PHOTOS: Langford students flash back to 1995 with time capsule

Grade 5 Lakewood Elementary students Riley Bloey (left), Serenity Vrebosch and Maddi Wall take a look at the student submissions for the 1995 time capsule. (Aaron Guillen/News Staff)Grade 5 Lakewood Elementary students Riley Bloey (left), Serenity Vrebosch and Maddi Wall take a look at the student submissions for the 1995 time capsule. (Aaron Guillen/News Staff)
Pogs was the game of 1995 for most Lakewood Elementary students. The majority of papers in the time capsule have a pog attached to their page. (Aaron Guillen/News Staff)Pogs was the game of 1995 for most Lakewood Elementary students. The majority of papers in the time capsule have a pog attached to their page. (Aaron Guillen/News Staff)
A time capsule submission from a Grade 2 Lakewood Elementary back in 1995. (Aaron Guillen/News Staff)A time capsule submission from a Grade 2 Lakewood Elementary back in 1995. (Aaron Guillen/News Staff)
Lakewood Elementary staff filmed moving-in day on VHS tape. (Aaron Guillen/News Staff)Lakewood Elementary staff filmed moving-in day on VHS tape. (Aaron Guillen/News Staff)
Grade 5 Lakewood Elementary students watch the VHS tape of moving-in day back in January 1995. (Aaron Guillen/News Staff)Grade 5 Lakewood Elementary students watch the VHS tape of moving-in day back in January 1995. (Aaron Guillen/News Staff)
PHOTOS: Langford students flash back to 1995 with time capsule

Do we still have a beautiful earth? Do we still have an ozone layer? Are you married? Those are some of the questions Langford elementary students placed in a time capsule back in 1995.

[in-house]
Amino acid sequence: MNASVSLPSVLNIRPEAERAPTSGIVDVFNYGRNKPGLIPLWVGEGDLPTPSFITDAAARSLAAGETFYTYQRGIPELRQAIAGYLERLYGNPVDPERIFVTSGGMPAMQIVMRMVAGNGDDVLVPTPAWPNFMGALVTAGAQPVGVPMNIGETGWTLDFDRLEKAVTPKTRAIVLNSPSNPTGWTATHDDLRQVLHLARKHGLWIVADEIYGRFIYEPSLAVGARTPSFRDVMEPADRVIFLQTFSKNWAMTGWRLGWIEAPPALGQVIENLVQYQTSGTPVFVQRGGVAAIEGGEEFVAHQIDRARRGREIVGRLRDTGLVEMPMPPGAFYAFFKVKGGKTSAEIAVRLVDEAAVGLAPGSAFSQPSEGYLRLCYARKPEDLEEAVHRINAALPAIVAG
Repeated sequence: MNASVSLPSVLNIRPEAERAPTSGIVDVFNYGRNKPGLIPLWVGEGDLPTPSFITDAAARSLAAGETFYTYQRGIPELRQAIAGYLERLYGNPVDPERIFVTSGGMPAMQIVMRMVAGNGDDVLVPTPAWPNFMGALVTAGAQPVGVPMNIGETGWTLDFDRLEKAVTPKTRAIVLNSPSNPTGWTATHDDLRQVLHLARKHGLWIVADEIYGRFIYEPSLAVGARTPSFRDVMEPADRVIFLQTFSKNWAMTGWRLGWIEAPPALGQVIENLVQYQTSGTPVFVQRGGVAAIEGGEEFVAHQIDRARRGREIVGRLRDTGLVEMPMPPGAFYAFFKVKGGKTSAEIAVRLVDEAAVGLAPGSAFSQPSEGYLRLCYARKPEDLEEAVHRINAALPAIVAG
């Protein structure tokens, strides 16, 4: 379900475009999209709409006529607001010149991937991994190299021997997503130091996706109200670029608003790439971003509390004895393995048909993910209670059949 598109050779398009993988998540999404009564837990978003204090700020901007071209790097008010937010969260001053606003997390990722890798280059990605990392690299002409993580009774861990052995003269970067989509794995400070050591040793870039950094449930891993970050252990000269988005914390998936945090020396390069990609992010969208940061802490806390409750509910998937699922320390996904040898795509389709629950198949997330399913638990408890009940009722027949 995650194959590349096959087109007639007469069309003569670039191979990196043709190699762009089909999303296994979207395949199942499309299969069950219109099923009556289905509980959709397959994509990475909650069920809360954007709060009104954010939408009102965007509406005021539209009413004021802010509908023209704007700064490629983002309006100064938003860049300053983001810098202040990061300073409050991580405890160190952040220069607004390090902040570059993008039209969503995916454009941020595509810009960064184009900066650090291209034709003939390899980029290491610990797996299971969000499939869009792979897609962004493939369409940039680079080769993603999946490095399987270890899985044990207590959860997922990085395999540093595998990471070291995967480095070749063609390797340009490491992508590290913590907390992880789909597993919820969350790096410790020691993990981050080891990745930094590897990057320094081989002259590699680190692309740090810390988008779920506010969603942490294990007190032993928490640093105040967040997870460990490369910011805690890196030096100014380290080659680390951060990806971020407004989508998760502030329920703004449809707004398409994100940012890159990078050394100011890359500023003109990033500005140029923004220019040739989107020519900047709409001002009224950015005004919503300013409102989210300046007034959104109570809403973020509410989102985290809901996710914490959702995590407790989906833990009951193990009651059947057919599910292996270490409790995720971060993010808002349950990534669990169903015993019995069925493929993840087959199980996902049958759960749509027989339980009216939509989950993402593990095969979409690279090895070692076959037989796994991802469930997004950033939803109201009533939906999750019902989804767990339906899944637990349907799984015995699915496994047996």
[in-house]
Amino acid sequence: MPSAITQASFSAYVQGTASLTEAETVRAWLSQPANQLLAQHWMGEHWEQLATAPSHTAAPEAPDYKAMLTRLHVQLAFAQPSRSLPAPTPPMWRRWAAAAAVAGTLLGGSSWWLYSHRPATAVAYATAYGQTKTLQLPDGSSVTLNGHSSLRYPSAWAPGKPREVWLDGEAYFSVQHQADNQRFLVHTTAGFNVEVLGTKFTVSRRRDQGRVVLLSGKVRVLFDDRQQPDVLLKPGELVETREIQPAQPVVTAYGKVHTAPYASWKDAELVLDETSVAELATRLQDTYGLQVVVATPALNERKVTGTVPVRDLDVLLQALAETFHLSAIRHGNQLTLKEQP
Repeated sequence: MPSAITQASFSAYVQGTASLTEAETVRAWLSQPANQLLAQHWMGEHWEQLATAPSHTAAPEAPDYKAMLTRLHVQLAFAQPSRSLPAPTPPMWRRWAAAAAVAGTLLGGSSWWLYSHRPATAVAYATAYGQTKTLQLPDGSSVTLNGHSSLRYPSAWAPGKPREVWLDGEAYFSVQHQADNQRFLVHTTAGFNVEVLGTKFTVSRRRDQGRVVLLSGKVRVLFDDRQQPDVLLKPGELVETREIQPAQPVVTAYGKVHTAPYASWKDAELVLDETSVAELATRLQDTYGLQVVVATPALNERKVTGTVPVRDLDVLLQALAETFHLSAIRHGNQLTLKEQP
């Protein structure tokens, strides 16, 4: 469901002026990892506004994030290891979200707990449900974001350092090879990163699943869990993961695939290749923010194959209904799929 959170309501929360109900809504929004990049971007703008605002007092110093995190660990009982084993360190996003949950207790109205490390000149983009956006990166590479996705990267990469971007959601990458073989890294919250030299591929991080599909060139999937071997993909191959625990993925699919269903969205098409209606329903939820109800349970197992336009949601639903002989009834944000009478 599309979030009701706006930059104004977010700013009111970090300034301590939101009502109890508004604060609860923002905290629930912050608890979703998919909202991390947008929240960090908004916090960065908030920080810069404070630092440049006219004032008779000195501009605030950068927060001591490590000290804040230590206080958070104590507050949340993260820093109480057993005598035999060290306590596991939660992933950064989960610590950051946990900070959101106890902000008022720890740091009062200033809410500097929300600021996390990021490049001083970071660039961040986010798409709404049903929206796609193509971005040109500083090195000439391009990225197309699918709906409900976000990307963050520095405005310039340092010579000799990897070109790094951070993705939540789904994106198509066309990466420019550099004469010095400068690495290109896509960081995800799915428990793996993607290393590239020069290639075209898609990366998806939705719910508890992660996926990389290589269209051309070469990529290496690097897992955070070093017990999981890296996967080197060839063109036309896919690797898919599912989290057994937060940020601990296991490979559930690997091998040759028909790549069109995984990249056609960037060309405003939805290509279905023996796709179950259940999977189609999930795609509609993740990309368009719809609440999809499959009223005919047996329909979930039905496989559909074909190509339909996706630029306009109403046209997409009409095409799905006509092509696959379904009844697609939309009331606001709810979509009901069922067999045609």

On Monday, Lakewood Elementary staff dusted off their display case and brought out a 25-year project in the making. A time capsule that captured the first year Lakewood opened in February 1995.

While some things never change, like Stew Young being the mayor of Langford, Windows 95 is a little outdated. Toy Story has made three sequels and ‘Pogs’ are widely unknown to Grade 5 students at Lakewood Elementary.

“I have no idea what this is,” Maddi Wall says, holding up a Pog with a drawing of a tongue and eyes bulging out of a brain.

READ MORE: Colwood middle school students let sparks fly at trades workshop

Pogs shot to popularity in the ‘90s on school playgrounds. Kids would stack decorated flat cardboard discs while the challenger would try to knock the pieces over with a heavier or thicker piece of cardboard. Usually, the pieces that faced up at the end of the round would be for keeps.

“Being able to leave your footprint essentially is really neat,” said principal Bryan Johnson. “To see some alumni and staff return just for the unveiling was amazing. It reminds you of the similarities our students share with those back then … except they have no clue what Pogs are.”

ALSO READ: Colwood school’s mascot embarks on cross-country journey

Similar to students from 25 years ago, Grade 5 student Dominic Ziegart wants to know who he’ll be married to. He also wonders what the newest car looks like and what the latest video game systems will be. Fellow Grade 5 student Serenity Vrebosch wonders if they could somehow put an iPhone, Nintendo Switch, or Fortnite into a time capsule.

Johnson said students will be given the chance to add their own piece of history to a time capsule that will be opened in another 25 years, in 2045. The ceremony will take place in March.

aaron.guillen@goldstreamgazette.com